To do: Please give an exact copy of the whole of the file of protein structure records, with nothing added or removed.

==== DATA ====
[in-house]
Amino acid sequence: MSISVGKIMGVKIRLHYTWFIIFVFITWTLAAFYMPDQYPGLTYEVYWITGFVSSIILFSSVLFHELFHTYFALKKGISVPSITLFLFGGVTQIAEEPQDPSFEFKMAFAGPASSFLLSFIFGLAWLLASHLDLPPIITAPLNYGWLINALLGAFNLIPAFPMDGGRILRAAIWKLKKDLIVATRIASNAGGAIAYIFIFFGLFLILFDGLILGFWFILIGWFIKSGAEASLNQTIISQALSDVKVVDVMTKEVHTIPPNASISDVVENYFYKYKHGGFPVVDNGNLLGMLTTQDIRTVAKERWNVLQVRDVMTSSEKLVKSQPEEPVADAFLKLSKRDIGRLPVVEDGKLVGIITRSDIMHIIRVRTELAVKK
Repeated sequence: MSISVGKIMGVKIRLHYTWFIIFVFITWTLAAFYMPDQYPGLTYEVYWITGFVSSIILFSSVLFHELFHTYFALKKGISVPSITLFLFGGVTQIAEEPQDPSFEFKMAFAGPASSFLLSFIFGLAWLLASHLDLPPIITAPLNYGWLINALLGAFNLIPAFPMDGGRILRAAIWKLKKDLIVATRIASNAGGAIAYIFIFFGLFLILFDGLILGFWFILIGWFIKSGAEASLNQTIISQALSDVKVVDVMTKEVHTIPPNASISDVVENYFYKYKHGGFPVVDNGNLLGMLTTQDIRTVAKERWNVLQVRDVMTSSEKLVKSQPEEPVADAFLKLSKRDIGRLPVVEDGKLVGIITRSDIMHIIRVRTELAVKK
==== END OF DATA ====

[in-house]
Amino acid sequence: MSISVGKIMGVKIRLHYTWFIIFVFITWTLAAFYMPDQYPGLTYEVYWITGFVSSIILFSSVLFHELFHTYFALKKGISVPSITLFLFGGVTQIAEEPQDPSFEFKMAFAGPASSFLLSFIFGLAWLLASHLDLPPIITAPLNYGWLINALLGAFNLIPAFPMDGGRILRAAIWKLKKDLIVATRIASNAGGAIAYIFIFFGLFLILFDGLILGFWFILIGWFIKSGAEASLNQTIISQALSDVKVVDVMTKEVHTIPPNASISDVVENYFYKYKHGGFPVVDNGNLLGMLTTQDIRTVAKERWNVLQVRDVMTSSEKLVKSQPEEPVADAFLKLSKRDIGRLPVVEDGKLVGIITRSDIMHIIRVRTELAVKK
Repeated sequence: MSISVGKIMGVKIRLHYTWFIIFVFITWTLAAFYMPDQYPGLTYEVYWITGFVSSIILFSSVLFHELFHTYFALKKGISVPSITLFLFGGVTQIAEEPQDPSFEFKMAFAGPASSFLLSFIFGLAWLLASHLDLPPIITAPLNYGWLINALLGAFNLIPAFPMDGGRILRAAIWKLKKDLIVATRIASNAGGAIAYIFIFFGLFLILFDGLILGFWFILIGWFIKSGAEASLNQTIISQALSDVKVVDVMTKEVHTIPPNASISDVVENYFYKYKHGGFPVVDNGNLLGMLTTQDIRTVAKERWNVLQVRDVMTSSEKLVKSQPEEPVADAFLKLSKRDIGRLPVVEDGKLVGIITRSDIMHIIRVRTELAVKK